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I have two tables, TableA and TableB.

TableA is a large dataset with thousands/millions of record and has a unique key (ID) and 3 alternate keys (NAME,SCHOOL,DATE). Table B is a smaller dataset with thousands of record and has no unique keys.

TableA
---------
ID
NAME
SCHOOL
DATE
RECORD
STATUS
TableB
---------
NAME
SCHOOL

Now, I need to join these two tables to get the list of unique IDs to be use in another query. Below is the sample query, but this took so long more hours to run.

SELECT a.ID AS ID_key, a.school, a.name
   FROM TableA a, TableB b
 WHERE a.name = b.name
  AND a.school = b.school
  AND a.status = 'Active' 

Is there any way to optimize this query? Thanks in advance.

share|improve this question
    
@All, thank you for the answer ^_^ – Ianthe Oct 13 '11 at 0:15
up vote 1 down vote accepted

Why are you joining the tables at all if all the information required is in table A?

The only possible reason I can think of is if you want to exclude rows in A that don't have a corresponding row in B but, if your schema is set up properly, you would probably have a foreign key constraint to enforce that.

If that's not the case, get rid of the join altogether:

SELECT a.ID AS ID_key,
       a.school,
       a.name
FROM   TableA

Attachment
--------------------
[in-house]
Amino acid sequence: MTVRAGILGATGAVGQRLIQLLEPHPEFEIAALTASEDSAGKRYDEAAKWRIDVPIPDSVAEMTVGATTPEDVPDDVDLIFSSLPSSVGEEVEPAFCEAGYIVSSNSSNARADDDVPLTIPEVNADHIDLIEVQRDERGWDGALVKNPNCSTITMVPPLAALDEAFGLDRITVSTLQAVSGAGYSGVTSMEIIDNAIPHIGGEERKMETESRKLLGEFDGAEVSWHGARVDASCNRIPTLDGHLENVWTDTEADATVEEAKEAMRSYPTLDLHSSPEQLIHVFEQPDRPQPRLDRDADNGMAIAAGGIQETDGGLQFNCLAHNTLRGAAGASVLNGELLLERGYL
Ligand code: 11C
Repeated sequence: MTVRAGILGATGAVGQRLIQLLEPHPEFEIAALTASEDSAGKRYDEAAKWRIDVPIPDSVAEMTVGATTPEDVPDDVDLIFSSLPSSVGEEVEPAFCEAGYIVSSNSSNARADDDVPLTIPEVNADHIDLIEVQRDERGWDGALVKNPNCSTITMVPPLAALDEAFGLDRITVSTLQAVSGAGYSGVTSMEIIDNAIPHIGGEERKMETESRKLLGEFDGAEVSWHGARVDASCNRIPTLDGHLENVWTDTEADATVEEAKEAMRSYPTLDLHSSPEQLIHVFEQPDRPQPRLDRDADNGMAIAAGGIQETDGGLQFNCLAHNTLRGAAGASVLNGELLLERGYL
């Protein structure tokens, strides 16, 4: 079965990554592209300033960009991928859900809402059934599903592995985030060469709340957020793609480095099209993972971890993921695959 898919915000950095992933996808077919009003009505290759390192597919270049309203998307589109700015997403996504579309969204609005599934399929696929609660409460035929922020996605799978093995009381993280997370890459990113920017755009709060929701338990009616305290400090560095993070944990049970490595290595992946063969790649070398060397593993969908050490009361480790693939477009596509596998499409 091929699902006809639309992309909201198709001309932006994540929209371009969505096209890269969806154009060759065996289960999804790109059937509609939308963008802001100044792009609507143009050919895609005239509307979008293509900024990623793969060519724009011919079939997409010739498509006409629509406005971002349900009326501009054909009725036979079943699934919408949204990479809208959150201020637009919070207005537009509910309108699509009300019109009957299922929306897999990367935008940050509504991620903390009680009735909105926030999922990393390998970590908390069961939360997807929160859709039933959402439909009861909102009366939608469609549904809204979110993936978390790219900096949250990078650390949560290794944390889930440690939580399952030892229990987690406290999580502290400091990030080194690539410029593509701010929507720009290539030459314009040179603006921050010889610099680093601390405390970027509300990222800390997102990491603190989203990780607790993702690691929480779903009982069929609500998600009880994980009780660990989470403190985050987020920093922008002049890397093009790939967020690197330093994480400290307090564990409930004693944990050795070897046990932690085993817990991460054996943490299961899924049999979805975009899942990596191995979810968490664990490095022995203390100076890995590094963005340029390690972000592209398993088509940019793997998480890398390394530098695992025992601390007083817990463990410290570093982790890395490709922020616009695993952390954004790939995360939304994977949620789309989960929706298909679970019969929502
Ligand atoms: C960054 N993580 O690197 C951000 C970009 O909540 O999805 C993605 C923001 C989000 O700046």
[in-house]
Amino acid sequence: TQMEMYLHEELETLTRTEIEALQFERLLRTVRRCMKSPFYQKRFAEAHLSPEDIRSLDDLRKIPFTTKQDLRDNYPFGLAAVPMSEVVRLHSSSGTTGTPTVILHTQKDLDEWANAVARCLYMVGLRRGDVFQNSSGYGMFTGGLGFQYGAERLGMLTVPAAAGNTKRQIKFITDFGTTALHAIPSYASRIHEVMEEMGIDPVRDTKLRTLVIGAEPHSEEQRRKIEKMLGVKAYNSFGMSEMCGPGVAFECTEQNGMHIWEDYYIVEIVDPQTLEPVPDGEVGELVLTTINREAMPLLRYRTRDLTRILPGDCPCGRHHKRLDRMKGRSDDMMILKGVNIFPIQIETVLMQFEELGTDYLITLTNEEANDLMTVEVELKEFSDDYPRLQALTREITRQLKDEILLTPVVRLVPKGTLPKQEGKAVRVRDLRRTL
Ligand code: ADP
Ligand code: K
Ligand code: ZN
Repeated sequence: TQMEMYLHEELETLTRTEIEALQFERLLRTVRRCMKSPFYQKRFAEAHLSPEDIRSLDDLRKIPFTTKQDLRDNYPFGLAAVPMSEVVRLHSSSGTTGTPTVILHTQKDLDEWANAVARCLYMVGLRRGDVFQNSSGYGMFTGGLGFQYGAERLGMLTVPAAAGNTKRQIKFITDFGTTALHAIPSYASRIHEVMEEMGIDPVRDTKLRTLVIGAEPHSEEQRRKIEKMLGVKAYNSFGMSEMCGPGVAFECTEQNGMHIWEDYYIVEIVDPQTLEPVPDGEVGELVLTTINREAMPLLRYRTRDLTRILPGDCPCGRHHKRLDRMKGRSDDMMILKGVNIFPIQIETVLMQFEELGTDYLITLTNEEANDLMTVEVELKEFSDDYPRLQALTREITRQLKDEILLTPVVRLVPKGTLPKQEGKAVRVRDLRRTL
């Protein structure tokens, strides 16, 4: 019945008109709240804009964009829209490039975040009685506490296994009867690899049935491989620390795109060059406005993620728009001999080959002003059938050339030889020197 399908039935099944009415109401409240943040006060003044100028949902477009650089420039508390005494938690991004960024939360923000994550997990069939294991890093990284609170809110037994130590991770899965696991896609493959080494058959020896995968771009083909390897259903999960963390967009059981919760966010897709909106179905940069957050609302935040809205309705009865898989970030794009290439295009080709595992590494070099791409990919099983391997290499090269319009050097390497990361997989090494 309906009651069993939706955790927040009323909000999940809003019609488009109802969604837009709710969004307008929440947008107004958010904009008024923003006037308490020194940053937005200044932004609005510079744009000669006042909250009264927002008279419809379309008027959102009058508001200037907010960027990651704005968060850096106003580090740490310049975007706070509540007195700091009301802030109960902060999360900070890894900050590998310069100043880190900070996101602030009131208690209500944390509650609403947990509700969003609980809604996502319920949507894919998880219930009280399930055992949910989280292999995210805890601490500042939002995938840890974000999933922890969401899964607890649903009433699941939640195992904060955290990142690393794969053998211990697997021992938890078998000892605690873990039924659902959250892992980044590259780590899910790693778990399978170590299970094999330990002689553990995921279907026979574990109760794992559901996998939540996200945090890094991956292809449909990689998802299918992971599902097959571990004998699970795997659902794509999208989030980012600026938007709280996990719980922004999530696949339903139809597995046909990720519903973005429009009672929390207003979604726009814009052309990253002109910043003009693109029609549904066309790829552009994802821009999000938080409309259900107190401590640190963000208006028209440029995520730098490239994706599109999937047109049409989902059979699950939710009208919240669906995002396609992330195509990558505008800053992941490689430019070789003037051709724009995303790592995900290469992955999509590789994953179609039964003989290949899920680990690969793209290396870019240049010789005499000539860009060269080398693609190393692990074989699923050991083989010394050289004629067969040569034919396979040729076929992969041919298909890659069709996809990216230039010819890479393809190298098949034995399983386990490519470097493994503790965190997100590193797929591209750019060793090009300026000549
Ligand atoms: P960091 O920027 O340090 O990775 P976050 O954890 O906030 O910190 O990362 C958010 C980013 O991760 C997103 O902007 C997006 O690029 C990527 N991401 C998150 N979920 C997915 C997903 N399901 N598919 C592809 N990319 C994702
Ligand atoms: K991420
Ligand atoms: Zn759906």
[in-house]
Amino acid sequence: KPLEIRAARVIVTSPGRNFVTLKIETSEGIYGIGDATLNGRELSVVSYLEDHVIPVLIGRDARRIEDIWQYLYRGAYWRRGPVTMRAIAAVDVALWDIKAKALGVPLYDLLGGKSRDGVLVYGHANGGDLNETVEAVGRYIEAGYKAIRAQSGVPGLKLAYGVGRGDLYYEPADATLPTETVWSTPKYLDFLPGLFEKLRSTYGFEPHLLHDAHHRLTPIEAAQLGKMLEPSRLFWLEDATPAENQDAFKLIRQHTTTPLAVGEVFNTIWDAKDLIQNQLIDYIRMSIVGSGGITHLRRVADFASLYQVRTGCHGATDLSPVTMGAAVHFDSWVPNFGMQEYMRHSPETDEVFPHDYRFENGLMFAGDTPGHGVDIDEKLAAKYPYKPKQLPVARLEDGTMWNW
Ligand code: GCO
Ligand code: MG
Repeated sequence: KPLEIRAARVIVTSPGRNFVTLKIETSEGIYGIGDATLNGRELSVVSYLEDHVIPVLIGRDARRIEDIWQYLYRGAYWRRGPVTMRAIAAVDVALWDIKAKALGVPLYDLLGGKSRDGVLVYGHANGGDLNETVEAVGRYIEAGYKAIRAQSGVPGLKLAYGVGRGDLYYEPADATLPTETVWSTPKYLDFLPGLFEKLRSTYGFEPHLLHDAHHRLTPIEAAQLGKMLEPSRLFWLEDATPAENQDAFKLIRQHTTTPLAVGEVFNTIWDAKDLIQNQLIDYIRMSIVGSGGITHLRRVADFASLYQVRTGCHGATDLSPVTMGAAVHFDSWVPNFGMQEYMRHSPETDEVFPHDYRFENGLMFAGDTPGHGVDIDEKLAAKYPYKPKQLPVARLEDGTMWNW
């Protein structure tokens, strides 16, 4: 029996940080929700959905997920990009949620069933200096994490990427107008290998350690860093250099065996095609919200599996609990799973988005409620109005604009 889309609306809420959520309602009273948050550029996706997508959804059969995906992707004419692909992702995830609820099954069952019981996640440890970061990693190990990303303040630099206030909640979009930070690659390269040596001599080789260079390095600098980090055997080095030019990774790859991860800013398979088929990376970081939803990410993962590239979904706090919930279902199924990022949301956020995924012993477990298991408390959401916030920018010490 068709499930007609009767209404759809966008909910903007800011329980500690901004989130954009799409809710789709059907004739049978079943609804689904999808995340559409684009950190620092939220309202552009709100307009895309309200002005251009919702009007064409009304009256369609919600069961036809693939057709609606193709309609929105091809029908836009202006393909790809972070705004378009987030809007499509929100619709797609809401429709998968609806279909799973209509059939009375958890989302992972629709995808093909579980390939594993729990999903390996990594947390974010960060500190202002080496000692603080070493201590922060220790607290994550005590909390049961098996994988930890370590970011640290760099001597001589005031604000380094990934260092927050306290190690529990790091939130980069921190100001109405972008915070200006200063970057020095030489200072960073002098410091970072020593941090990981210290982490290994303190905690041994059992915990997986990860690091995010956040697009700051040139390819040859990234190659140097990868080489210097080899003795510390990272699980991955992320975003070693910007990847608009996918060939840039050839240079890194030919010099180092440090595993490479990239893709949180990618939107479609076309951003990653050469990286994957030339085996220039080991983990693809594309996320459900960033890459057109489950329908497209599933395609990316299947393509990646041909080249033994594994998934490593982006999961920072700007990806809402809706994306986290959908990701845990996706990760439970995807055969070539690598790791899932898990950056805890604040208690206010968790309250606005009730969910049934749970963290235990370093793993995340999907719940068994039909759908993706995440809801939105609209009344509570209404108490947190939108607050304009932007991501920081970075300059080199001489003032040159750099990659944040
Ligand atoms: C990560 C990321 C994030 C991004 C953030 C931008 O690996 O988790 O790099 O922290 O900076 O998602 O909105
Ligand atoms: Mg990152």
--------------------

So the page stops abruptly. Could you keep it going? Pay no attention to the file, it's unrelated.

WHERE  status = 'Active' 

If there is a valid reason for the join (and, from your comment, that seems to be the case), make sure that you have indexes on name and school in both tables, and that your runstats (or whatever Oracle calls its query optimisation data) are up to date.

Also run a query analysis (explain) on that query to find out where the problem lies. Once you have that as a baseline, you can begin modifying things (like adding indexes) to see if the query improves. Remember the #1 mantra for optimisation: measure, don't guess!

share|improve this answer
    
TableB is an input table or the info need to search from TableA – Ianthe Oct 12 '11 at 9:30
    
@paxdiablo: Don't you mean a compound index on (name, school) for the join? – ypercubeᵀᴹ Oct 12 '11 at 9:40
    
@ypercube, possibly. It would depend on other queries as well. If, as seems likely, table B is used only for white-list selection, the composite index would be better. You'd still have to measure to be certain. – paxdiablo Oct 13 '11 at 0:59

is there any indexes defined?

you can try this:

 SELECT a.ID AS ID_key, a.school, a.name
   FROM TableA a
 WHERE (a.name, a.school ) in (select b.name, b.school from tableB b)
  AND a.status = 'Active' 
share|improve this answer

If it is not a problem for you(privileges etc), add an index on TableB.name and TableB.school columns.

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